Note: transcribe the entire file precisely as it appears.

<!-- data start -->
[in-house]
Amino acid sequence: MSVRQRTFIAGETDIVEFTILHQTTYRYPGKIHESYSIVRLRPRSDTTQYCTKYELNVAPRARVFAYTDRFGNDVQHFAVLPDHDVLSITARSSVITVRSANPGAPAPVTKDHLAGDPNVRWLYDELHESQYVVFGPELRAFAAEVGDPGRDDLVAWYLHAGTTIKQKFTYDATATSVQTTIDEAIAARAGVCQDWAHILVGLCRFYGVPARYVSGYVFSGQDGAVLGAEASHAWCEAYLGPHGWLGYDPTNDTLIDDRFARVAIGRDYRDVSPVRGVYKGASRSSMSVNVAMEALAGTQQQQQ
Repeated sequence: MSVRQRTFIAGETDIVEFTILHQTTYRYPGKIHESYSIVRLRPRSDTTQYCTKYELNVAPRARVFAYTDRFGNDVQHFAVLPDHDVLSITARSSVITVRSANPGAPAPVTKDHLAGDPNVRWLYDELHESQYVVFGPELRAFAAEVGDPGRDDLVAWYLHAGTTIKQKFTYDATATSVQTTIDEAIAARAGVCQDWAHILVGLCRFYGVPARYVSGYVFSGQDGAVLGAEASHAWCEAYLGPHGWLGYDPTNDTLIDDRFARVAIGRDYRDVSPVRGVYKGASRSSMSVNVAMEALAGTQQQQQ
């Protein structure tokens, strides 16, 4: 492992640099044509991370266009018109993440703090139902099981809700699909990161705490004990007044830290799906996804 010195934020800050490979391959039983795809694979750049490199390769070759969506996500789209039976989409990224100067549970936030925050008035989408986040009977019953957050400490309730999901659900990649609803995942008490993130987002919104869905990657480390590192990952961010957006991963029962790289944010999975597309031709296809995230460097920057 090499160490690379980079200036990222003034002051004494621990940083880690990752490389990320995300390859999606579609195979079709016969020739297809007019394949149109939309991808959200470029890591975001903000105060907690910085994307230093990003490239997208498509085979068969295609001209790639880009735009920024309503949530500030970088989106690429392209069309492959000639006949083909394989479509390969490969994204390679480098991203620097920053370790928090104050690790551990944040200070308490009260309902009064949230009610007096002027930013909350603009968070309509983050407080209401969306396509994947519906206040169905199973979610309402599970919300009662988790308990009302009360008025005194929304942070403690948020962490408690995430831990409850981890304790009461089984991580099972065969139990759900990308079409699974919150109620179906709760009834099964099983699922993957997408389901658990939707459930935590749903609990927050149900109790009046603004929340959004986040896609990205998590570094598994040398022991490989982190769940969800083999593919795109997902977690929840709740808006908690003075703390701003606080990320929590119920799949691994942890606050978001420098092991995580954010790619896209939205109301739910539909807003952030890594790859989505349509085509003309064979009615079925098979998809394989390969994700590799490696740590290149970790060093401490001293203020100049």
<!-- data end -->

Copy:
[in-house]
Amino acid sequence: MSVRQRTFIAGETDIVEFTILHQTTYRYPGKIHESYSIVRLRPRSDTTQYCTKYELNVAPRARVFAYTDRFGNDVQHFAVLPDHDVLSITARSSVITVRSANPGAPAPVTKDHLAGDPNVRWLYDELHESQYVVFGPELRAFAAEVGDPGRDDLVAWYLHAGTTIKQKFTYDATATSVQTTIDEAIAARAGVCQDWAHILVGLCRFYGVPARYVSGYVFSGQDGAVLGAEASHAWCEAYLGPHGWLGYDPTNDTLIDDRFARVAIGRDYRDVSPVRGVYKGASRSSMSVNVAMEALAGTQQQQQ
Repeated sequence: MSVRQRTFIAGETDIVEFTILHQTTYRYPGKIHESYSIVRLRPRSDTTQYCTKYELNVAPRARVFAYTDRFGNDVQHFAVLPDHDVLSITARSSVITVRSANPGAPAPVTKDHLAGDPNVRWLYDELHESQYVVFGPELRAFAAEVGDPGRDDLVAWYLHAGTTIKQKFTYDATATSVQTTIDEAIAARAGVCQDWAHILVGLCRFYGVPARYVSGYVFSGQDGAVLGAEASHAWCEAYLGPHGWLGYDPTNDTLIDDRFARVAIGRDYRDVSPVRGVYKGASRSSMSVNVAMEALAGTQQQQQ
């Protein structure tokens, strides 16, 4: 492992640099044509991370266009018109993440703090139902099981809700699909990161705490004990007044830290799906996804 010195934020800050490979391959039983795809694979750049490199390769070759969506996500789209039976989409990224100067549970936030925050008035989408986040009977019953957050400490309730999901659900990649609803995942008490993130987002919104869905990657480390590192990952961010957006991963029962790289944010999975597309031709296809995230460097920057 090499160490690379980079200036990222003034002051004494621990940083880690990752490389990320995300390859999606579609195979079709016969020739297809007019394949149109939309991808959200470029890591975001903000105060907690910085994307230093990003490239997208498509085979068969295609001209790639880009735009920024309503949530500030970088989106690429392209069309492959000639006949083909394989479509390969490969994204390679480098991203620097920053370790928090104050690790551990944040200070308490009260309902009064949230009610007096002027930013909350603009968070309509983050407080209401969306396509994947519906206040169905199973979610309402599970919300009662988790308990009302009360008025005194929304942070403690948020962490408690995430831990409850981890304790009461089984991580099972065969139990759900990308079409699974919150109620179906709760009834099964099983699922993957997408389901658990939707459930935590749903609990927050149900109790009046603004929340959004986040896609990205998590570094598994040398022991490989982190769940969800083999593919795109997902977690929840709740808006908690003075703390701003606080990320929590119920799949691994942890606050978001420098092991995580954010790619896209939205109301739910539909807003952030890594790859989505349509085509003309064979009615079925098979998809394989390969994700590799490696740590290149970790060093401490001293203020100049």